After the closure of the Sisters of Providence Heirloom Seed Sanctuary in Kingston two years ago, the seeds in their possession were gifted to the Kingston Area Seed System Initiative (KASSI) and Ratinenhayén:thos, an Indigenous seed stewardship organization at Tyendinaga.
At that time a Rematriation Ceremony was held, with everyone involved committing to continue to care for these locally-adapted, open-pollinated seeds that can be legally grown, saved and shared, according to a joint media release from Ratinenhayén:thos and KASSI.
Two years later, on Saturday, Apr. 17, 2021, the three organizations will renew their commitment to the seeds, in an online anniversary celebration.
“Friends of our seed stewardship work are invited to join us, to recognize the central position of seeds in our culture and our food system,” said Janice Brant, Co-Chair of Ratinenhayén:thos.
In 1999, the Sisters of Providence of St. Vincent de Paul established the Heirloom Seed Sanctuary at the Providence Motherhouse, Kingston, beginning with a living collection of heirloom seed owned by Robert and Carol Mouck, according to the release. The Moucks grew out the seeds each year, saved seeds and held workshops and other public events to spread knowledge and to distribute the seeds in the community. After their retirement in 2008, this work was continued at the Providence Motherhouse by gardener, Cate Henderson, until the closure of the sanctuary in 2019.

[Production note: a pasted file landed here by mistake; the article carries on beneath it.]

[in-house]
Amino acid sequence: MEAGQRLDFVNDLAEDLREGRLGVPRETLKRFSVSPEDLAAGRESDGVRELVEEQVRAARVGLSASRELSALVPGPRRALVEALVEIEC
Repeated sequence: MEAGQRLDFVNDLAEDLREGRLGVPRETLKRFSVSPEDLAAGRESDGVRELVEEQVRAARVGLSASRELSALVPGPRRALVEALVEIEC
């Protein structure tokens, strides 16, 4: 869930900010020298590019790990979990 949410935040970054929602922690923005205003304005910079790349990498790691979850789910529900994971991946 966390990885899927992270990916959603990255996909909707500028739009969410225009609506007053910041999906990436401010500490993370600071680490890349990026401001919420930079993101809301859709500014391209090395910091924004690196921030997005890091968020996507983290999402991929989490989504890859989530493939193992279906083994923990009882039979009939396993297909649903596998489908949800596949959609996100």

“The Sisters of Providence are very pleased to have been part of the important work of the Heirloom Seed Sanctuary and to continue to connect with the two community groups that received our seed collection,” said Sr. Diane Brennen.
“We want to celebrate these precious open-pollinated seeds because our ancestors selected them, cared for them and shared them with each other. They are the foundation of our food system,” echoed Cathy Christie, Chair of the Kingston Area Seed System Initiative (KASSI). “Our vision is that in the future every household in our region will have a cupboard with jars of open-pollinated seeds saved from previous years to grow more local food and local seeds, making our regional food system more self-reliant and resilient.”
Register to share in this celebration of seeds on Eventbrite. The event takes place online at 10 a.m. on Saturday, Apr. 17, 2021.